Rosetta’s Pizzini’s father, Antonio, always had a still and made his own grappa, even though it was illegal to distil alcohol without permits. During the second world war, for a teenage Rosetta and her parents, that still became key to their survival.

Money was so devalued that it was almost useless, ration stamps were the only way to access the most basic food, but there were never enough stamps for the families to survive, so a backdoor trading economy soon took root.

Rosetta’s two elder brothers were away fighting and her mother was bedridden, so from the age of about fifteen Rosetta looked after her mother while running the household. She was also her father’s right-hand woman in the grappa business. She helped him make it and was chief negotiator in trading it with local families for whatever they had in surplus, whether it was cheese or smallgoods they had made, or vegetables they had grown.

Quite terrifyingly, well at least to us looking back now, she also traded with the occupying German officers. The warehouse where the ration stamps were exchanged for goods was controlled by German officers. Rosetta would take some discretely hidden bottles of grappa to add to her stamps in the exchange with the officers. Grappa what was what it took to secure the most sought-after supplies – butter, salt and coffee.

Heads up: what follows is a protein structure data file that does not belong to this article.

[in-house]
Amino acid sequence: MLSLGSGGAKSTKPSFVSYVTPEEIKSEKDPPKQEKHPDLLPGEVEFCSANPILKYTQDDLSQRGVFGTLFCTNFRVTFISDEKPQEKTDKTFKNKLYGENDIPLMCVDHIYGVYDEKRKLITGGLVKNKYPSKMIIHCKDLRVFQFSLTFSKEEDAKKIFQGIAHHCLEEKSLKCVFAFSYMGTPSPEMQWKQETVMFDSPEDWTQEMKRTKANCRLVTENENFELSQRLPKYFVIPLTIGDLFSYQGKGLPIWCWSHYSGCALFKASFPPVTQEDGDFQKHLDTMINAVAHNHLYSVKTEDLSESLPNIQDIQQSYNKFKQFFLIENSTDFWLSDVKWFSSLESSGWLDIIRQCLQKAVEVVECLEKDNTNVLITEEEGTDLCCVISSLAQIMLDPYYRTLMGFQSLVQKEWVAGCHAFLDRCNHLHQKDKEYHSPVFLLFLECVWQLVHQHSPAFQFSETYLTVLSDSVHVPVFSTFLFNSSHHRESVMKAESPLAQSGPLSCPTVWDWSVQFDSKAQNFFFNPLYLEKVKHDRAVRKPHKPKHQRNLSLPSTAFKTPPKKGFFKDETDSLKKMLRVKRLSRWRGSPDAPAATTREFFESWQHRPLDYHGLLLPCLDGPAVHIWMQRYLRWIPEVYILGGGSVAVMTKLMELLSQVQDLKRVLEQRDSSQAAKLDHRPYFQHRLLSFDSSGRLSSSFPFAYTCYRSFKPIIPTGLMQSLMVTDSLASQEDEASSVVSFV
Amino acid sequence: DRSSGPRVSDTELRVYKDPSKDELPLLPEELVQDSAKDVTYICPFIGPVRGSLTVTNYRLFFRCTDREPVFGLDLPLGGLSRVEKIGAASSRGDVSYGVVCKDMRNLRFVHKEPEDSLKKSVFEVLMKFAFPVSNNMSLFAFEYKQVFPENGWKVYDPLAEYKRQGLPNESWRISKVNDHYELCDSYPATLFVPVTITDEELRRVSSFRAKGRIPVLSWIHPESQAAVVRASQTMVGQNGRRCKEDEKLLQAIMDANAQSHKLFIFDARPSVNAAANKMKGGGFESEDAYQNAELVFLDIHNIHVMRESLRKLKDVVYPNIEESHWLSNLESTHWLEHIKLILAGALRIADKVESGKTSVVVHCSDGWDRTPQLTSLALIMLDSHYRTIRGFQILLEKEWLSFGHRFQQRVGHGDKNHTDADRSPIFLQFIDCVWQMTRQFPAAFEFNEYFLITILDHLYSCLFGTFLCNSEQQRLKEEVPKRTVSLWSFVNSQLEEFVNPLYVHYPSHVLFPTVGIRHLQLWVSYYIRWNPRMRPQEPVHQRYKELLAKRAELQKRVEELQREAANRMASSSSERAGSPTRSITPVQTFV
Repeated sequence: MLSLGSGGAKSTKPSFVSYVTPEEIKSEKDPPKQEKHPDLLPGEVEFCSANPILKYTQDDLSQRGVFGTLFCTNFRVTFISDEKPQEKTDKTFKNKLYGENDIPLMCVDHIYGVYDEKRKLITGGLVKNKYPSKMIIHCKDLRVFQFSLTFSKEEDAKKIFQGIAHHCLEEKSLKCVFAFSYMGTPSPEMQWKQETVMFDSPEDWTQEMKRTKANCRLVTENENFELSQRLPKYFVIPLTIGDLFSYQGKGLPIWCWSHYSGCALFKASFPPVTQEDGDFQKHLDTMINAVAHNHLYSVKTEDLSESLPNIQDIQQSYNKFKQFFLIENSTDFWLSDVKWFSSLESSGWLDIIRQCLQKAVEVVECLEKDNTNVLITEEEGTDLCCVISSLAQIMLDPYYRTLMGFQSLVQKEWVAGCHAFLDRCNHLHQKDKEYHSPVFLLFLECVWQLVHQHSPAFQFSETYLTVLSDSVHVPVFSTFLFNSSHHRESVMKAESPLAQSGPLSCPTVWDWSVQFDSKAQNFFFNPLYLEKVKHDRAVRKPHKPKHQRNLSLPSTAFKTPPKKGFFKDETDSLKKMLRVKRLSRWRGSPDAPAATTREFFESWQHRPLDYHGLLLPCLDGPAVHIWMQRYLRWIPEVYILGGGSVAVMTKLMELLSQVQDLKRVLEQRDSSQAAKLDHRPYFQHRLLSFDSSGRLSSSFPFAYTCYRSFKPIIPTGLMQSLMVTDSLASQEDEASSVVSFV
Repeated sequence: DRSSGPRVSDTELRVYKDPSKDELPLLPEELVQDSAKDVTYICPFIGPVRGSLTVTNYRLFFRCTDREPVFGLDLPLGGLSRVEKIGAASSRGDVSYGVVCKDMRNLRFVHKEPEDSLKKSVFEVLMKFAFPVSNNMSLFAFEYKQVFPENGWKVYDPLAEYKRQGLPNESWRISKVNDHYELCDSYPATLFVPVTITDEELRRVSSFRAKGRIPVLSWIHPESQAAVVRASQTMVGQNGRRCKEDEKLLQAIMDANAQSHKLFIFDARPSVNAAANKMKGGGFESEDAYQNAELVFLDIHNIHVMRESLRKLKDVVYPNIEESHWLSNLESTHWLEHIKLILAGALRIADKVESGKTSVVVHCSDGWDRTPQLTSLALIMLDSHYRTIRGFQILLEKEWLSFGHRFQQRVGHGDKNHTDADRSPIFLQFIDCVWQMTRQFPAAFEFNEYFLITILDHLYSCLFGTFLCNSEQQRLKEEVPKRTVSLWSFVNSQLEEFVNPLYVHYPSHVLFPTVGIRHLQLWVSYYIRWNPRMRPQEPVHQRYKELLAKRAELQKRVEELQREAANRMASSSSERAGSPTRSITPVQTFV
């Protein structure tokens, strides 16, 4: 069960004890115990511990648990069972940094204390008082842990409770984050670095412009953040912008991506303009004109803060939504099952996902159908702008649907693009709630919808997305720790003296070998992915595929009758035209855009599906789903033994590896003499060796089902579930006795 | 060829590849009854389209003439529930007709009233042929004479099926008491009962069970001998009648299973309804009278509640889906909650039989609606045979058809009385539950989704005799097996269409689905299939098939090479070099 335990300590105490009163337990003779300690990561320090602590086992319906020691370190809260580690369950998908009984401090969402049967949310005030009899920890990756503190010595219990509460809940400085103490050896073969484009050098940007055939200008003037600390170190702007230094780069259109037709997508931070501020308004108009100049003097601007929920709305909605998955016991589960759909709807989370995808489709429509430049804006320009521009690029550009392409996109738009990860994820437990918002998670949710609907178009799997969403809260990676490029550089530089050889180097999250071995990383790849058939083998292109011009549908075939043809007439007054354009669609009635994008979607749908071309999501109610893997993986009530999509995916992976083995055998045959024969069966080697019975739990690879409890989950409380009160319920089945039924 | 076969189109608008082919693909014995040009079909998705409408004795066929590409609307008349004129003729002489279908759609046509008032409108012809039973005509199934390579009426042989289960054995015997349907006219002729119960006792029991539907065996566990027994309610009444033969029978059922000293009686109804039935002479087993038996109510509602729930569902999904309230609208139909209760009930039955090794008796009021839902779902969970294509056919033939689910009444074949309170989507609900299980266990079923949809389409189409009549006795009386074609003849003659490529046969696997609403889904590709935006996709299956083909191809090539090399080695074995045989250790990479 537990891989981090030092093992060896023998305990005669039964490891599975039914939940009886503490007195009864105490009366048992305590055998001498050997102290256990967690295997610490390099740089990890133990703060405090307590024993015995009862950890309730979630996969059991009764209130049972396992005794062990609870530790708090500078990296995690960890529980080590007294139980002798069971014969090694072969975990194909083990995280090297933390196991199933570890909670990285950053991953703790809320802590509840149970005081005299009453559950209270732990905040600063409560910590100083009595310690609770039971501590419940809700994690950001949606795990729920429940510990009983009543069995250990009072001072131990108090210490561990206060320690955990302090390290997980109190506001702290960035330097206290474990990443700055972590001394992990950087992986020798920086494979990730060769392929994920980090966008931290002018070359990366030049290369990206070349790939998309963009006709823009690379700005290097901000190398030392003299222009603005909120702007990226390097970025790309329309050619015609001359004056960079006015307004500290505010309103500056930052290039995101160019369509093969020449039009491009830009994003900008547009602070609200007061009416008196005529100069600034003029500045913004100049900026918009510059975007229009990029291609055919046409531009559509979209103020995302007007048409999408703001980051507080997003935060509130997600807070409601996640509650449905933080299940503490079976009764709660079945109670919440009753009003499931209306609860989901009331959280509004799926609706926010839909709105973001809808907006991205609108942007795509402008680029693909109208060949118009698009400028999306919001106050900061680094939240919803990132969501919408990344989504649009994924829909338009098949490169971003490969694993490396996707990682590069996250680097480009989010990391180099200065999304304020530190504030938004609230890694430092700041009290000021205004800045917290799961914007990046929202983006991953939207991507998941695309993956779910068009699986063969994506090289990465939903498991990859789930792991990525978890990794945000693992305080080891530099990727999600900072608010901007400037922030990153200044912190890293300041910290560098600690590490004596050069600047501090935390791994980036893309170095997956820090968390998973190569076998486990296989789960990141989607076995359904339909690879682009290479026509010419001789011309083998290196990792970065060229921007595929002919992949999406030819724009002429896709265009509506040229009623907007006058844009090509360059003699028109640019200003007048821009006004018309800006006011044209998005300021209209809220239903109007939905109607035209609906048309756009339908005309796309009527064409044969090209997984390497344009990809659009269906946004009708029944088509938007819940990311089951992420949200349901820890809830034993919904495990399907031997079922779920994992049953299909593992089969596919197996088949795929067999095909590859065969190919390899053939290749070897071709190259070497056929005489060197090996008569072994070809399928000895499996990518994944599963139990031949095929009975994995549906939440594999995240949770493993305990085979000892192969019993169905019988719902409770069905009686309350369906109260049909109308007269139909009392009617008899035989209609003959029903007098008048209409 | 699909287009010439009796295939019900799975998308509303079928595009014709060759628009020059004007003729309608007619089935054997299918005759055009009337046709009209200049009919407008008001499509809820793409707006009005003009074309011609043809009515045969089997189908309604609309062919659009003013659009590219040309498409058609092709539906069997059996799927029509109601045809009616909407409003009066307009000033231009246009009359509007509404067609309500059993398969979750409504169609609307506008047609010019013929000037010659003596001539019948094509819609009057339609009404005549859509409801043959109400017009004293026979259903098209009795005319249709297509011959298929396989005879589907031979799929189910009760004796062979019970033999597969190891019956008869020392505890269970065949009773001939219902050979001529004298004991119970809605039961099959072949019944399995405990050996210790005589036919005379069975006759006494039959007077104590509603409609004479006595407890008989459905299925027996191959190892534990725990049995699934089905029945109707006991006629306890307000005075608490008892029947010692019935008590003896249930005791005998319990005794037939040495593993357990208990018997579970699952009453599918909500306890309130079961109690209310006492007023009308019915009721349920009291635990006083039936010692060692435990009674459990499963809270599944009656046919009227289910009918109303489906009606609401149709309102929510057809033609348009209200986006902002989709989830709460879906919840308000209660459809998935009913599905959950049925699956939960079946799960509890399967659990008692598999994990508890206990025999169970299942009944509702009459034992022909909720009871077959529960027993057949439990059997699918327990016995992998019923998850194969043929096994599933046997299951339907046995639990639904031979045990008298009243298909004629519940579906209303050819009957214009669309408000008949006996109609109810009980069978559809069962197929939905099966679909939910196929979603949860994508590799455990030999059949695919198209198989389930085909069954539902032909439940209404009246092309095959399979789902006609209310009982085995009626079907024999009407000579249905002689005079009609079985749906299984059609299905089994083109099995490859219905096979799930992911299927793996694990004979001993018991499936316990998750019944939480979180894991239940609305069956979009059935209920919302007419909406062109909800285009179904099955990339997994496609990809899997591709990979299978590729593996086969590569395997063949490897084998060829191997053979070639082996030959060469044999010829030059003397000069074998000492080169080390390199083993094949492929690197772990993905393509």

It amazes us all to think that Rosetta risked her life to secure these staples for her parents. We have always admired her tenacity and the positive productive approach she took in steering her family to success in Australia. With a deeper understanding of how she spent her teenage years, it makes a lot of sense.

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